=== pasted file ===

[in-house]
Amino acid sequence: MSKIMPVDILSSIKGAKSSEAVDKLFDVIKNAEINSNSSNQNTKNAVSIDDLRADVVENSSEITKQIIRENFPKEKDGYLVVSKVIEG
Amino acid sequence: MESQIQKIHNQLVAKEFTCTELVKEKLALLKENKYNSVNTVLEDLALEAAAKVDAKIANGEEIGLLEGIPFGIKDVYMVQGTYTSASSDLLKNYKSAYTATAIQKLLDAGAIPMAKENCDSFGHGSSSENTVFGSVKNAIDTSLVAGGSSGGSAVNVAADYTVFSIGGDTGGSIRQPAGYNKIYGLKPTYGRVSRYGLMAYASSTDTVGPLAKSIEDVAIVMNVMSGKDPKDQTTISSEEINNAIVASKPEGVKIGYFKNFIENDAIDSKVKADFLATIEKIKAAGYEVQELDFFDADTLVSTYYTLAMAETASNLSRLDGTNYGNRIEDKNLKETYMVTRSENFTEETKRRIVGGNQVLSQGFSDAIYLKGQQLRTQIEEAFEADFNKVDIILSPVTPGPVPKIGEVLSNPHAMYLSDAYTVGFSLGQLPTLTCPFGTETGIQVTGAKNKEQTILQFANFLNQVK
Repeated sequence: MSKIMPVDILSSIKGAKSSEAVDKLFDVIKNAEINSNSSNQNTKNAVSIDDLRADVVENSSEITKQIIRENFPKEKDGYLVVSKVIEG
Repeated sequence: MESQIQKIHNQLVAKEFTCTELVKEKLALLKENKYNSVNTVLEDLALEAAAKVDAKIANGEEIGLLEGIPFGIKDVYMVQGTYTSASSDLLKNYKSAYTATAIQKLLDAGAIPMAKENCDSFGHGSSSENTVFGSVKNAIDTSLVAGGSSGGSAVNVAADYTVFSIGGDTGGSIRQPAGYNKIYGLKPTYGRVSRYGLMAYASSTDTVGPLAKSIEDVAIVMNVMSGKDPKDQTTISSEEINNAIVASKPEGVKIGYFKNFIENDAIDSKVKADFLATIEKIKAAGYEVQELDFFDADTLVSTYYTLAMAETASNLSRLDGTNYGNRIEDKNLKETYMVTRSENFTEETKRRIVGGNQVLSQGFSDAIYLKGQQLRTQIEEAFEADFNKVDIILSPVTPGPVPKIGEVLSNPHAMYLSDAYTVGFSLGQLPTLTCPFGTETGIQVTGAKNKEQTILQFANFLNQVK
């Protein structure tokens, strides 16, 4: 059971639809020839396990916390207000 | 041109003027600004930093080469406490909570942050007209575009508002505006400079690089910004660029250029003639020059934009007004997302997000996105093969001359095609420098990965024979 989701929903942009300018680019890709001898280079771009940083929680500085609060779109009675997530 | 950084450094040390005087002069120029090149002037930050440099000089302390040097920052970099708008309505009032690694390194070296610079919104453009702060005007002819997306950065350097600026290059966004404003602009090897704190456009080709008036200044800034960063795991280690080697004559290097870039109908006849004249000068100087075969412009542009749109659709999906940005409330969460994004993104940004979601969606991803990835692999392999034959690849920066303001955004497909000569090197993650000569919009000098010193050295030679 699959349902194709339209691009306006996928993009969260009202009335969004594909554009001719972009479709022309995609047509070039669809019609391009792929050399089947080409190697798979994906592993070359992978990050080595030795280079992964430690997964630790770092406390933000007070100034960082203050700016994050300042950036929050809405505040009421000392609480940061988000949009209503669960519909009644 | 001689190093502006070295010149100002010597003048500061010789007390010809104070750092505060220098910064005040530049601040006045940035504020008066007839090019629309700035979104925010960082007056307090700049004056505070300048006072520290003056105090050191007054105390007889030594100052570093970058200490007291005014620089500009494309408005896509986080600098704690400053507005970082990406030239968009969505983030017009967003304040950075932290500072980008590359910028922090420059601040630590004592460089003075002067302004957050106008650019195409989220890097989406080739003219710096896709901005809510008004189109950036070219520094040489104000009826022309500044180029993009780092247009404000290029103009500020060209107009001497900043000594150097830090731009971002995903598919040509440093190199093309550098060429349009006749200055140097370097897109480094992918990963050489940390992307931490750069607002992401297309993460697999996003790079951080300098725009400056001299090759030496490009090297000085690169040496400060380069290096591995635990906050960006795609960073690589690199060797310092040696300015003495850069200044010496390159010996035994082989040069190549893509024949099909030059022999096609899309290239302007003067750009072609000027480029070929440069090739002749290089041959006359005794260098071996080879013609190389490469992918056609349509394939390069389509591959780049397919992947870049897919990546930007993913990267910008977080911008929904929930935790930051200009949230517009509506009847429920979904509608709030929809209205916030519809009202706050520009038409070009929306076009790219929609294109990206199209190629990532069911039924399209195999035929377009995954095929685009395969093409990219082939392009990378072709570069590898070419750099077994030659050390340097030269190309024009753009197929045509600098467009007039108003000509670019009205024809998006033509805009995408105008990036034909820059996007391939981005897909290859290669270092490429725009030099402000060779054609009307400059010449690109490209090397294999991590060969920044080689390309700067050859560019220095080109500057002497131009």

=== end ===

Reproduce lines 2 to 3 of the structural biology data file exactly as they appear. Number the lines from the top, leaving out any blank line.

Amino acid sequence: MSKIMPVDILSSIKGAKSSEAVDKLFDVIKNAEINSNSSNQNTKNAVSIDDLRADVVENSSEITKQIIRENFPKEKDGYLVVSKVIEG
Amino acid sequence: MESQIQKIHNQLVAKEFTCTELVKEKLALLKENKYNSVNTVLEDLALEAAAKVDAKIANGEEIGLLEGIPFGIKDVYMVQGTYTSASSDLLKNYKSAYTATAIQKLLDAGAIPMAKENCDSFGHGSSSENTVFGSVKNAIDTSLVAGGSSGGSAVNVAADYTVFSIGGDTGGSIRQPAGYNKIYGLKPTYGRVSRYGLMAYASSTDTVGPLAKSIEDVAIVMNVMSGKDPKDQTTISSEEINNAIVASKPEGVKIGYFKNFIENDAIDSKVKADFLATIEKIKAAGYEVQELDFFDADTLVSTYYTLAMAETASNLSRLDGTNYGNRIEDKNLKETYMVTRSENFTEETKRRIVGGNQVLSQGFSDAIYLKGQQLRTQIEEAFEADFNKVDIILSPVTPGPVPKIGEVLSNPHAMYLSDAYTVGFSLGQLPTLTCPFGTETGIQVTGAKNKEQTILQFANFLNQVK